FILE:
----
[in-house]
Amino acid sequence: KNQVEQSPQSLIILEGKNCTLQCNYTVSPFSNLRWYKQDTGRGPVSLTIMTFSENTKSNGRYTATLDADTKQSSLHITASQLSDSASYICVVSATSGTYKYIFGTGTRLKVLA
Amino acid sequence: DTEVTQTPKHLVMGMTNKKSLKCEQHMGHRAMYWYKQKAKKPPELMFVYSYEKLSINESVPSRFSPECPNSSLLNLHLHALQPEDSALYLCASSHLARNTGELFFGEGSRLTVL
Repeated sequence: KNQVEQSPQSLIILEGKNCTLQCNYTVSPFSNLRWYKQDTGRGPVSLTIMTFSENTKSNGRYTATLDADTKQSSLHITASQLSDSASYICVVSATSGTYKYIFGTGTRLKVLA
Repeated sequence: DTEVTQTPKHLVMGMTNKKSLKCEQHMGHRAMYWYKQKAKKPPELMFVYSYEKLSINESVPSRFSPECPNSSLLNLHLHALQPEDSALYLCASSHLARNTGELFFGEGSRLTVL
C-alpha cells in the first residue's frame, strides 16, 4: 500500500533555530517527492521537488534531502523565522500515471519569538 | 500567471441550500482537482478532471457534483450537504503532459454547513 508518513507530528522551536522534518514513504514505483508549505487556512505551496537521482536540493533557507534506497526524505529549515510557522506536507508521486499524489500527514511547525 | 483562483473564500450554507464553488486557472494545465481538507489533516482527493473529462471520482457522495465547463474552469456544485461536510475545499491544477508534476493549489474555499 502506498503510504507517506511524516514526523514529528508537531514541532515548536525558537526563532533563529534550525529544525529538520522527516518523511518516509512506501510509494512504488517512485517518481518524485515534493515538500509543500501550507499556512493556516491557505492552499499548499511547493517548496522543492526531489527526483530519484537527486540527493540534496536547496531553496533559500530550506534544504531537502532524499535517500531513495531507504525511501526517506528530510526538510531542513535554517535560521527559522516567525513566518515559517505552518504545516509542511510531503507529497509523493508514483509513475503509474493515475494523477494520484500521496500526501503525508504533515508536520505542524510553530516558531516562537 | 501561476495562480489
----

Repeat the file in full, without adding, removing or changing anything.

[in-house]
Amino acid sequence: KNQVEQSPQSLIILEGKNCTLQCNYTVSPFSNLRWYKQDTGRGPVSLTIMTFSENTKSNGRYTATLDADTKQSSLHITASQLSDSASYICVVSATSGTYKYIFGTGTRLKVLA
Amino acid sequence: DTEVTQTPKHLVMGMTNKKSLKCEQHMGHRAMYWYKQKAKKPPELMFVYSYEKLSINESVPSRFSPECPNSSLLNLHLHALQPEDSALYLCASSHLARNTGELFFGEGSRLTVL
Repeated sequence: KNQVEQSPQSLIILEGKNCTLQCNYTVSPFSNLRWYKQDTGRGPVSLTIMTFSENTKSNGRYTATLDADTKQSSLHITASQLSDSASYICVVSATSGTYKYIFGTGTRLKVLA
Repeated sequence: DTEVTQTPKHLVMGMTNKKSLKCEQHMGHRAMYWYKQKAKKPPELMFVYSYEKLSINESVPSRFSPECPNSSLLNLHLHALQPEDSALYLCASSHLARNTGELFFGEGSRLTVL
C-alpha cells in the first residue's frame, strides 16, 4: 500500500533555530517527492521537488534531502523565522500515471519569538 | 500567471441550500482537482478532471457534483450537504503532459454547513 508518513507530528522551536522534518514513504514505483508549505487556512505551496537521482536540493533557507534506497526524505529549515510557522506536507508521486499524489500527514511547525 | 483562483473564500450554507464553488486557472494545465481538507489533516482527493473529462471520482457522495465547463474552469456544485461536510475545499491544477508534476493549489474555499 502506498503510504507517506511524516514526523514529528508537531514541532515548536525558537526563532533563529534550525529544525529538520522527516518523511518516509512506501510509494512504488517512485517518481518524485515534493515538500509543500501550507499556512493556516491557505492552499499548499511547493517548496522543492526531489527526483530519484537527486540527493540534496536547496531553496533559500530550506534544504531537502532524499535517500531513495531507504525511501526517506528530510526538510531542513535554517535560521527559522516567525513566518515559517505552518504545516509542511510531503507529497509523493508514483509513475503509474493515475494523477494520484500521496500526501503525508504533515508536520505542524510553530516558531516562537 | 501561476495562480489